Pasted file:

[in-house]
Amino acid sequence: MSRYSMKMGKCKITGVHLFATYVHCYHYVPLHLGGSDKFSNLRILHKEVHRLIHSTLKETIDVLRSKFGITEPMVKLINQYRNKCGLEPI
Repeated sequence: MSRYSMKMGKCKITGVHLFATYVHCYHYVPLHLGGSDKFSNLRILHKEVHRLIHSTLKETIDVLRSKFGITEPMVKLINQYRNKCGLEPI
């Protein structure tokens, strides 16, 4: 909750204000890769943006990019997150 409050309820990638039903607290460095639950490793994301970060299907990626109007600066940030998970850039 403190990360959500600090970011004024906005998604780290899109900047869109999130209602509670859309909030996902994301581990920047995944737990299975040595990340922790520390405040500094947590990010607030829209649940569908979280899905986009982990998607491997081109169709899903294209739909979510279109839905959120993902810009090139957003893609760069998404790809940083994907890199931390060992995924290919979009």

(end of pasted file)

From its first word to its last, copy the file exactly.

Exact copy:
[in-house]
Amino acid sequence: MSRYSMKMGKCKITGVHLFATYVHCYHYVPLHLGGSDKFSNLRILHKEVHRLIHSTLKETIDVLRSKFGITEPMVKLINQYRNKCGLEPI
Repeated sequence: MSRYSMKMGKCKITGVHLFATYVHCYHYVPLHLGGSDKFSNLRILHKEVHRLIHSTLKETIDVLRSKFGITEPMVKLINQYRNKCGLEPI
């Protein structure tokens, strides 16, 4: 909750204000890769943006990019997150 409050309820990638039903607290460095639950490793994301970060299907990626109007600066940030998970850039 403190990360959500600090970011004024906005998604780290899109900047869109999130209602509670859309909030996902994301581990920047995944737990299975040595990340922790520390405040500094947590990010607030829209649940569908979280899905986009982990998607491997081109169709899903294209739909979510279109839905959120993902810009090139957003893609760069998404790809940083994907890199931390060992995924290919979009």